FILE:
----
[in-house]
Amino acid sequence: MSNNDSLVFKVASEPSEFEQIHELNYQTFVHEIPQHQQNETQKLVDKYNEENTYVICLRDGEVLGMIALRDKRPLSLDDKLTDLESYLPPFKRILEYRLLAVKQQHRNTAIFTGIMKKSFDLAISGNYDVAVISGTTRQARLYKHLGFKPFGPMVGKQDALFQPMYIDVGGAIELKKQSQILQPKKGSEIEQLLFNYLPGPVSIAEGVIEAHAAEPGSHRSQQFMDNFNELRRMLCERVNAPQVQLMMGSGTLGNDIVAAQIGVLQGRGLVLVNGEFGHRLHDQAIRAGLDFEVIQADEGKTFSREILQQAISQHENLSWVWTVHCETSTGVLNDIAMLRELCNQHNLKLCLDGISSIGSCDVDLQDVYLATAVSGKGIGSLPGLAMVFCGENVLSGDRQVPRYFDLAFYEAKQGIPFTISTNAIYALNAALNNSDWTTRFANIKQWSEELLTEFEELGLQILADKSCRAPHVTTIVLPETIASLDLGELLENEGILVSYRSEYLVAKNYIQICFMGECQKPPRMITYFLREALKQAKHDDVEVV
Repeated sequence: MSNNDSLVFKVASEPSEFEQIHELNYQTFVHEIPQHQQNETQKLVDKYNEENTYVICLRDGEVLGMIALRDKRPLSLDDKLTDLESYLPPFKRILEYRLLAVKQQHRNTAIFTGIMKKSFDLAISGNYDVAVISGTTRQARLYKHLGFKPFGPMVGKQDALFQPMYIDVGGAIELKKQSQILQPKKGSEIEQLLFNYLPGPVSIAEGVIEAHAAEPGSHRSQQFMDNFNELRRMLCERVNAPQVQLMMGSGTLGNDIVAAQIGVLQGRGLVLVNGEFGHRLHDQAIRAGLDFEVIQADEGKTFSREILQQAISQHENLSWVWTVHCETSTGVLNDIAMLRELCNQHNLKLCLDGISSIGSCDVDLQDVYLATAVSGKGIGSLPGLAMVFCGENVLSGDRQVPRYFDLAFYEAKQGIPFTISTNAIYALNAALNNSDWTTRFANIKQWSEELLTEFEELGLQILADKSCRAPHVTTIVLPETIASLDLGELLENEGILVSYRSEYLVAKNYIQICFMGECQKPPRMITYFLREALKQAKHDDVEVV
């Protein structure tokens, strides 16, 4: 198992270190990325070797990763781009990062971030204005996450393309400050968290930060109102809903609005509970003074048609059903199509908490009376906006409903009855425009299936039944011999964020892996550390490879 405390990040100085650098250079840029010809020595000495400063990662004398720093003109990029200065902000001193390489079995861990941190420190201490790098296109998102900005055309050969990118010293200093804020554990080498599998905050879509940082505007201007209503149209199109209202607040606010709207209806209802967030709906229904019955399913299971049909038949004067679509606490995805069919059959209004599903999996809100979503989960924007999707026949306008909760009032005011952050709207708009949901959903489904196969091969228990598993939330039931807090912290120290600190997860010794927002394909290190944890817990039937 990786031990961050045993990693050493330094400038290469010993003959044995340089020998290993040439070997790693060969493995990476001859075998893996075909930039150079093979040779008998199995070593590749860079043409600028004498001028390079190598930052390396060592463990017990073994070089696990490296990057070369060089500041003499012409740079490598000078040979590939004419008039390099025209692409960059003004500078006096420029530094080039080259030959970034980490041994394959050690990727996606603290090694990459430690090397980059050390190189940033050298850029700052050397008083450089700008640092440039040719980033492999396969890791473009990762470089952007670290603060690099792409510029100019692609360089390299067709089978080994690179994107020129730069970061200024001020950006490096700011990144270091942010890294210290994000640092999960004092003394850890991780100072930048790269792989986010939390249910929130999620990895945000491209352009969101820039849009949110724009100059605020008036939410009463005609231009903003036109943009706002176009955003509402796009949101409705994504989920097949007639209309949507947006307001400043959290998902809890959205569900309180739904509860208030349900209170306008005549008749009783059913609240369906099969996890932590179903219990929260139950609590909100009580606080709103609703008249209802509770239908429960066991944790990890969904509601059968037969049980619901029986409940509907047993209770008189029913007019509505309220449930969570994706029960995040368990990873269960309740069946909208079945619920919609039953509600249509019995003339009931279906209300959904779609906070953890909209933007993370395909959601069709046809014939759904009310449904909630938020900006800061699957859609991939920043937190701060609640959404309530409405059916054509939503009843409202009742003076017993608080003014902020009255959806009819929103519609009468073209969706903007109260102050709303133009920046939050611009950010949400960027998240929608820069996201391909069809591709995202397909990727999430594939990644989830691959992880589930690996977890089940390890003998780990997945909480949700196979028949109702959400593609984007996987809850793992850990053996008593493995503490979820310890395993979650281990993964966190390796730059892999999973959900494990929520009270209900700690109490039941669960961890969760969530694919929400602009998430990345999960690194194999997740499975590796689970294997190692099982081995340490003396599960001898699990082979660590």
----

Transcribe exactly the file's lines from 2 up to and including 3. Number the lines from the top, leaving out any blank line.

Amino acid sequence: MSNNDSLVFKVASEPSEFEQIHELNYQTFVHEIPQHQQNETQKLVDKYNEENTYVICLRDGEVLGMIALRDKRPLSLDDKLTDLESYLPPFKRILEYRLLAVKQQHRNTAIFTGIMKKSFDLAISGNYDVAVISGTTRQARLYKHLGFKPFGPMVGKQDALFQPMYIDVGGAIELKKQSQILQPKKGSEIEQLLFNYLPGPVSIAEGVIEAHAAEPGSHRSQQFMDNFNELRRMLCERVNAPQVQLMMGSGTLGNDIVAAQIGVLQGRGLVLVNGEFGHRLHDQAIRAGLDFEVIQADEGKTFSREILQQAISQHENLSWVWTVHCETSTGVLNDIAMLRELCNQHNLKLCLDGISSIGSCDVDLQDVYLATAVSGKGIGSLPGLAMVFCGENVLSGDRQVPRYFDLAFYEAKQGIPFTISTNAIYALNAALNNSDWTTRFANIKQWSEELLTEFEELGLQILADKSCRAPHVTTIVLPETIASLDLGELLENEGILVSYRSEYLVAKNYIQICFMGECQKPPRMITYFLREALKQAKHDDVEVV
Repeated sequence: MSNNDSLVFKVASEPSEFEQIHELNYQTFVHEIPQHQQNETQKLVDKYNEENTYVICLRDGEVLGMIALRDKRPLSLDDKLTDLESYLPPFKRILEYRLLAVKQQHRNTAIFTGIMKKSFDLAISGNYDVAVISGTTRQARLYKHLGFKPFGPMVGKQDALFQPMYIDVGGAIELKKQSQILQPKKGSEIEQLLFNYLPGPVSIAEGVIEAHAAEPGSHRSQQFMDNFNELRRMLCERVNAPQVQLMMGSGTLGNDIVAAQIGVLQGRGLVLVNGEFGHRLHDQAIRAGLDFEVIQADEGKTFSREILQQAISQHENLSWVWTVHCETSTGVLNDIAMLRELCNQHNLKLCLDGISSIGSCDVDLQDVYLATAVSGKGIGSLPGLAMVFCGENVLSGDRQVPRYFDLAFYEAKQGIPFTISTNAIYALNAALNNSDWTTRFANIKQWSEELLTEFEELGLQILADKSCRAPHVTTIVLPETIASLDLGELLENEGILVSYRSEYLVAKNYIQICFMGECQKPPRMITYFLREALKQAKHDDVEVV